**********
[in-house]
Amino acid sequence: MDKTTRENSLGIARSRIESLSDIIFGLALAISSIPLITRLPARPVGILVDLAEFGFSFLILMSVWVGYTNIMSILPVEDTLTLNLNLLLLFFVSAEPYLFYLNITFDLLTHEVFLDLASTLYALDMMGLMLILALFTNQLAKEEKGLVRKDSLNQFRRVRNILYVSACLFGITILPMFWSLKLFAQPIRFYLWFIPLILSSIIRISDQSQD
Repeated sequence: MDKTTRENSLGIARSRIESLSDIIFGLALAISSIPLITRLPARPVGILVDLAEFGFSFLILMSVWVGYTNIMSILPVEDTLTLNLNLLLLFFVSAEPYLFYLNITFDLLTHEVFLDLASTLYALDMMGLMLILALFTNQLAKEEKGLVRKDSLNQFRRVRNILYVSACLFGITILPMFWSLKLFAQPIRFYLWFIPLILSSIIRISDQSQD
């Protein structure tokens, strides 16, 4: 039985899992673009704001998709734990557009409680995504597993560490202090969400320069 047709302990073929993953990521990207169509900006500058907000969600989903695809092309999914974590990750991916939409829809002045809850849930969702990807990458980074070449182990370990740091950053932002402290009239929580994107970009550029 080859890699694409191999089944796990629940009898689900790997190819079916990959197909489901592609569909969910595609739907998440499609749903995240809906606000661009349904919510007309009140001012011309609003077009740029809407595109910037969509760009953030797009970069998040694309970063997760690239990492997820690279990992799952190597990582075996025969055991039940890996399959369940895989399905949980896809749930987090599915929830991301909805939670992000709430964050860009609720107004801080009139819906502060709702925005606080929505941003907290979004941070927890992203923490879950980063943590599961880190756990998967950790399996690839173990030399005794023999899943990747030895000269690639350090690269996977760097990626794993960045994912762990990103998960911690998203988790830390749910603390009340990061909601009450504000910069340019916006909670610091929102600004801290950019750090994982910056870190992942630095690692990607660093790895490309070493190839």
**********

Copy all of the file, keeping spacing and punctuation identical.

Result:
[in-house]
Amino acid sequence: MDKTTRENSLGIARSRIESLSDIIFGLALAISSIPLITRLPARPVGILVDLAEFGFSFLILMSVWVGYTNIMSILPVEDTLTLNLNLLLLFFVSAEPYLFYLNITFDLLTHEVFLDLASTLYALDMMGLMLILALFTNQLAKEEKGLVRKDSLNQFRRVRNILYVSACLFGITILPMFWSLKLFAQPIRFYLWFIPLILSSIIRISDQSQD
Repeated sequence: MDKTTRENSLGIARSRIESLSDIIFGLALAISSIPLITRLPARPVGILVDLAEFGFSFLILMSVWVGYTNIMSILPVEDTLTLNLNLLLLFFVSAEPYLFYLNITFDLLTHEVFLDLASTLYALDMMGLMLILALFTNQLAKEEKGLVRKDSLNQFRRVRNILYVSACLFGITILPMFWSLKLFAQPIRFYLWFIPLILSSIIRISDQSQD
């Protein structure tokens, strides 16, 4: 039985899992673009704001998709734990557009409680995504597993560490202090969400320069 047709302990073929993953990521990207169509900006500058907000969600989903695809092309999914974590990750991916939409829809002045809850849930969702990807990458980074070449182990370990740091950053932002402290009239929580994107970009550029 080859890699694409191999089944796990629940009898689900790997190819079916990959197909489901592609569909969910595609739907998440499609749903995240809906606000661009349904919510007309009140001012011309609003077009740029809407595109910037969509760009953030797009970069998040694309970063997760690239990492997820690279990992799952190597990582075996025969055991039940890996399959369940895989399905949980896809749930987090599915929830991301909805939670992000709430964050860009609720107004801080009139819906502060709702925005606080929505941003907290979004941070927890992203923490879950980063943590599961880190756990998967950790399996690839173990030399005794023999899943990747030895000269690639350090690269996977760097990626794993960045994912762990990103998960911690998203988790830390749910603390009340990061909601009450504000910069340019916006909670610091929102600004801290950019750090994982910056870190992942630095690692990607660093790895490309070493190839």